This only works with words beginning with the letter sequence you type. A proper autocomplete should also match character sequences in the middle of an option. For this, HTML5 has a new element called datalist.
<form action="/cgi-bin/formmail.pl"> <p> <label for="lang">Language</label> <input type="text" name="lang" id="lang" list="languages"> <datalist id="languages"> <option>arabic</option> <option>bulgarian</option> <option>catalan</option> […] <option>kinyarwanda</option> <option>wolof</option> <option>dari</option> <option>scottish_gaelic</option> </datalist> </p> <p class="sendoff"> <input type="submit" value="add to contacts"> </p> </form>
This one extends an input element with a list attribute and works like you expect it to:
There is an interesting concept here. Instead of making the select box have the same feature and roll it up into a combo box that exists in other UI libraries, the working group of HTML5 chose to enhance an input element. This is consistent with the other new input types.
However, it feels odd that for browsers that don’t support the datalist element all this content in the page would be useless. Jeremy Keith thought the same and came up with a pattern that allows for a select element in older browsers and a datalist in newer ones:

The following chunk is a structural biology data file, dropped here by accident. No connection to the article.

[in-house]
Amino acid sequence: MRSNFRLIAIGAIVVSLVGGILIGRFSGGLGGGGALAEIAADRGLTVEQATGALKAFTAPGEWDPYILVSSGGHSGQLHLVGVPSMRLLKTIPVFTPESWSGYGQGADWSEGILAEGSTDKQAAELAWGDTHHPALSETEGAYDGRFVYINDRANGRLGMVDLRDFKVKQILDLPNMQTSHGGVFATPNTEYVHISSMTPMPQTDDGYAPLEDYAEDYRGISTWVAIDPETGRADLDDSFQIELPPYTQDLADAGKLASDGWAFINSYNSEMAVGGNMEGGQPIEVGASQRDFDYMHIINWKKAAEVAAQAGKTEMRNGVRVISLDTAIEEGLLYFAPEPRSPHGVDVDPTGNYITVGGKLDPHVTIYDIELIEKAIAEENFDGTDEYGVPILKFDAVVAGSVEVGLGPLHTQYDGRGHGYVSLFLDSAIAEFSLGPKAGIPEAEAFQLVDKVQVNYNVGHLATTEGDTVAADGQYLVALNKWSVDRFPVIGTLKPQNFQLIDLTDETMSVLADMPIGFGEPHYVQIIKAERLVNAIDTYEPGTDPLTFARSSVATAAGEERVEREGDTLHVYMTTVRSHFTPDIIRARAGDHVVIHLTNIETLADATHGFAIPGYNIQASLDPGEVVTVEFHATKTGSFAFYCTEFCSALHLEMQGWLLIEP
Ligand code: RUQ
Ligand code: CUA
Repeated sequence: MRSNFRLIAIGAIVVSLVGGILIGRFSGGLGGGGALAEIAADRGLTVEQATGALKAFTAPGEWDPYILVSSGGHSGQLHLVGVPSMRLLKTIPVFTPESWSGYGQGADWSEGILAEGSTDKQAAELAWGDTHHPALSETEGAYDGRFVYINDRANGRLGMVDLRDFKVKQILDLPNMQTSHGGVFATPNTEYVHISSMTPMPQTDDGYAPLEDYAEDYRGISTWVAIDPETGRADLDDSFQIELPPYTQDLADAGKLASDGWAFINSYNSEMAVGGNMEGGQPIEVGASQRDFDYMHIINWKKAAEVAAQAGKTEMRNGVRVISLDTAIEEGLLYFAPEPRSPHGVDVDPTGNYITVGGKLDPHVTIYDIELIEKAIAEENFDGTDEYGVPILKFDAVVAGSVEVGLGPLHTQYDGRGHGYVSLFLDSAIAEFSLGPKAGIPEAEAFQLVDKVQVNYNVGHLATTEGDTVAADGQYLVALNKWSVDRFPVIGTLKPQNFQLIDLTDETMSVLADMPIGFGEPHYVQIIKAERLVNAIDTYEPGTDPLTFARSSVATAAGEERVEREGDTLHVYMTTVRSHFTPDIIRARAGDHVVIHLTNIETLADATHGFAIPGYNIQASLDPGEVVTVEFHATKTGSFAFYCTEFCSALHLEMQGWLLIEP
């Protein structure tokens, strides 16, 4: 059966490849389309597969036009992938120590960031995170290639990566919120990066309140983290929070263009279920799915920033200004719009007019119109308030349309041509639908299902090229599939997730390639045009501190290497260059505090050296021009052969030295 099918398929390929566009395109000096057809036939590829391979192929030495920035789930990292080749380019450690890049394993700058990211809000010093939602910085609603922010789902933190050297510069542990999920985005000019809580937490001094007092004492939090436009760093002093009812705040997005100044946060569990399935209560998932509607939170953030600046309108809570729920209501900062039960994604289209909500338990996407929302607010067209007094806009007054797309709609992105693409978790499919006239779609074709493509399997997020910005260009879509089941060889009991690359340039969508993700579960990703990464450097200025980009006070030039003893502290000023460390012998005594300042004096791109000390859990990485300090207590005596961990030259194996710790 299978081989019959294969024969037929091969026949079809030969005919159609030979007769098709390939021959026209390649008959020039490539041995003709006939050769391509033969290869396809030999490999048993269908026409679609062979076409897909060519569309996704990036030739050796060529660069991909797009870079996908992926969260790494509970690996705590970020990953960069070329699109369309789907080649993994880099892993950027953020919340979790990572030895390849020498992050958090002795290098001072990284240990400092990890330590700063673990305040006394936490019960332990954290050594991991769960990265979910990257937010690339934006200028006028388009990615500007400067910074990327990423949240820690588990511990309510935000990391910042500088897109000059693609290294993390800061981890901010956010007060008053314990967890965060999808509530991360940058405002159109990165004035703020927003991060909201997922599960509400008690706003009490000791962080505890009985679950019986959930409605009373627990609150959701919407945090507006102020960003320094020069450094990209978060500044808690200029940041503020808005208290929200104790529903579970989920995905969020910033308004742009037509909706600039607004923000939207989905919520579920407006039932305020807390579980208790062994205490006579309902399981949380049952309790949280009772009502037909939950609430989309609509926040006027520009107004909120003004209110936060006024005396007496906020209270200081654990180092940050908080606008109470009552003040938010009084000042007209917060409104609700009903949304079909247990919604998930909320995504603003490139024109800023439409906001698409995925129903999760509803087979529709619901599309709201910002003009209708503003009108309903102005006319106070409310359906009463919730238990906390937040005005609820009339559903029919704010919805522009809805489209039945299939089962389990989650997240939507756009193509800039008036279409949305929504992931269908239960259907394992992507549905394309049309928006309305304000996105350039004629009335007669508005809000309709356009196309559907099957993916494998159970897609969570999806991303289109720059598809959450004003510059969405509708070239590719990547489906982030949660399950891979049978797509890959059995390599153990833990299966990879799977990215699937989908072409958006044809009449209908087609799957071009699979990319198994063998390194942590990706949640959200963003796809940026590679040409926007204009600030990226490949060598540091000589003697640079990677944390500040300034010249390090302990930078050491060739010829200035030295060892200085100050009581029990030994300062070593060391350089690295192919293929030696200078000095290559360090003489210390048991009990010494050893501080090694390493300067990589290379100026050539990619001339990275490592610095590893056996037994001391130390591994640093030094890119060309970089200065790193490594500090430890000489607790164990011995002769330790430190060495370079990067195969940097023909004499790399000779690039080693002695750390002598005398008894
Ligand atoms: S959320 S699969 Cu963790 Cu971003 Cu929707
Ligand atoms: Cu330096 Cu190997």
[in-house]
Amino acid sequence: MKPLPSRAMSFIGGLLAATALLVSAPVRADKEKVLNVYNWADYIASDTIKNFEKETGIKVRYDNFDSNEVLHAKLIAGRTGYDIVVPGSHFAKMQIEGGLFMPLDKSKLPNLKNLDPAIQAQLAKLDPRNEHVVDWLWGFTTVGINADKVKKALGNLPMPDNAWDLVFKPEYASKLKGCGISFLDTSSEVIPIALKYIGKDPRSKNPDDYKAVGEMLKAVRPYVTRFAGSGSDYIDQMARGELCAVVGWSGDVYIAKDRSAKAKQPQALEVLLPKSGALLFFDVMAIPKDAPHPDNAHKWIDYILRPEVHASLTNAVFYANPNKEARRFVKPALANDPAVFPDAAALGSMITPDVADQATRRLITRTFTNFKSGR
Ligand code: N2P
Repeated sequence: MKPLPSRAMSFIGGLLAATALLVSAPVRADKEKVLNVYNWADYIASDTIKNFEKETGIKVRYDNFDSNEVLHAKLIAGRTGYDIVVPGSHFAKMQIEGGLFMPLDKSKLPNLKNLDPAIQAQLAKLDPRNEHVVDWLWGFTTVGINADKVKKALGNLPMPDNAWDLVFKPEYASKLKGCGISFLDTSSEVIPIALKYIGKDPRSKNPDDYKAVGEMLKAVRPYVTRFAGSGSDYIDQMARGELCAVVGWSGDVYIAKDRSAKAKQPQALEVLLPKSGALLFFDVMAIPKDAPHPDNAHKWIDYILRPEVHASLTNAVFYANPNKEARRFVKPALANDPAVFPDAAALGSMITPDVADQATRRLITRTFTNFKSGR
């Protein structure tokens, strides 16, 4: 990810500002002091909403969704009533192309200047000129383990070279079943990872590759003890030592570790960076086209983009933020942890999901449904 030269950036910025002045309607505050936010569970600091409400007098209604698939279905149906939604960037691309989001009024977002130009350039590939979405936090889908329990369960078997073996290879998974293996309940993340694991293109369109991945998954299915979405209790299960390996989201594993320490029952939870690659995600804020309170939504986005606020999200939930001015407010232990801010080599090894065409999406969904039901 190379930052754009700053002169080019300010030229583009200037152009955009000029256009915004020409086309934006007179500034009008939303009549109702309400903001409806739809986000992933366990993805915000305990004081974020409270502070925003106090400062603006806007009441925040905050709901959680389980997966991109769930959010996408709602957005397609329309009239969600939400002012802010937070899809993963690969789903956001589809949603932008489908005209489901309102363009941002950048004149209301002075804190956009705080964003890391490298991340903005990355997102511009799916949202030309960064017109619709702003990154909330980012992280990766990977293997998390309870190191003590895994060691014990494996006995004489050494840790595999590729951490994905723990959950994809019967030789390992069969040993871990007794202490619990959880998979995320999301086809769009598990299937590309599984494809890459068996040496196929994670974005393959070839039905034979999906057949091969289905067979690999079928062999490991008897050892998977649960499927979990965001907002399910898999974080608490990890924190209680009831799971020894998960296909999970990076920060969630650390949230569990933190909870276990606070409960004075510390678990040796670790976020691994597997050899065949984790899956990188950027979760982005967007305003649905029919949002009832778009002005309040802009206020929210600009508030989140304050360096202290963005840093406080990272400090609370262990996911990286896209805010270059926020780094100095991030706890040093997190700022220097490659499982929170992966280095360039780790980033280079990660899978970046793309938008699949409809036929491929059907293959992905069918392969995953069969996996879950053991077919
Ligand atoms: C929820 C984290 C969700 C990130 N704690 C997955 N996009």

<form action="/cgi-bin/formmail.pl"> <p> <label for="lang">Language</label> <datalist id="languages"> <select name="lang"> <option>arabic</option> <option>bulgarian</option> <option>catalan</option> […] <option>kinyarwanda</option> <option>wolof</option> <option>dari</option> <option>scottish_gaelic</option> </select> </datalist> <div>or specify: </div> <input type="text" name="lang" id="lang" list="languages"> </p> <p class="sendoff"> <input type="submit" value="add to contacts"> </p> </form>
This works as a datalist in HTML5 compliant browsers.
In older browsers, you get a sensible fallback, re-using all the option elements that are in the document.
This is not witchcraft, but is based on a firm understanding of how HTML and CSS work. Both these are fault tolerant. This means if a mistake happens, it gets skipped and the rest of the document or style sheet keeps getting applied.
In this case, older browsers don’t know what a datalist is. All they see is a select box and an input element as browsers render content of unknown elements. The unknown list attribute on the input element isn’t understood, so the browser skips that, too.